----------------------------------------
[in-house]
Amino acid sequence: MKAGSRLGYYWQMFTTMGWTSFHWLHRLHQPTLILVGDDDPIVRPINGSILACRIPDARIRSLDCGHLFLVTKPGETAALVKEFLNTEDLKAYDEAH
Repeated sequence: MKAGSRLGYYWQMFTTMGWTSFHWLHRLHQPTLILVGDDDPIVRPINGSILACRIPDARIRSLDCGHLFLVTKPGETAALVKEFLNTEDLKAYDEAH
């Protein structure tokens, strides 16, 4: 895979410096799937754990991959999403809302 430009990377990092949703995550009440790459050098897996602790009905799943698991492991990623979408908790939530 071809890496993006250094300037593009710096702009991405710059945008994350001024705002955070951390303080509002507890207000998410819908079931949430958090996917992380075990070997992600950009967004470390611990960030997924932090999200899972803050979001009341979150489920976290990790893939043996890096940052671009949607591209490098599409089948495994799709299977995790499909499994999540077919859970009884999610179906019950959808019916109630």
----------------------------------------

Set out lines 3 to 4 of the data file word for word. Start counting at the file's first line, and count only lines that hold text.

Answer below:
Repeated sequence: MKAGSRLGYYWQMFTTMGWTSFHWLHRLHQPTLILVGDDDPIVRPINGSILACRIPDARIRSLDCGHLFLVTKPGETAALVKEFLNTEDLKAYDEAH
């Protein structure tokens, strides 16, 4: 895979410096799937754990991959999403809302 430009990377990092949703995550009440790459050098897996602790009905799943698991492991990623979408908790939530 071809890496993006250094300037593009710096702009991405710059945008994350001024705002955070951390303080509002507890207000998410819908079931949430958090996917992380075990070997992600950009967004470390611990960030997924932090999200899972803050979001009341979150489920976290990790893939043996890096940052671009949607591209490098599409089948495994799709299977995790499909499994999540077919859970009884999610179906019950959808019916109630």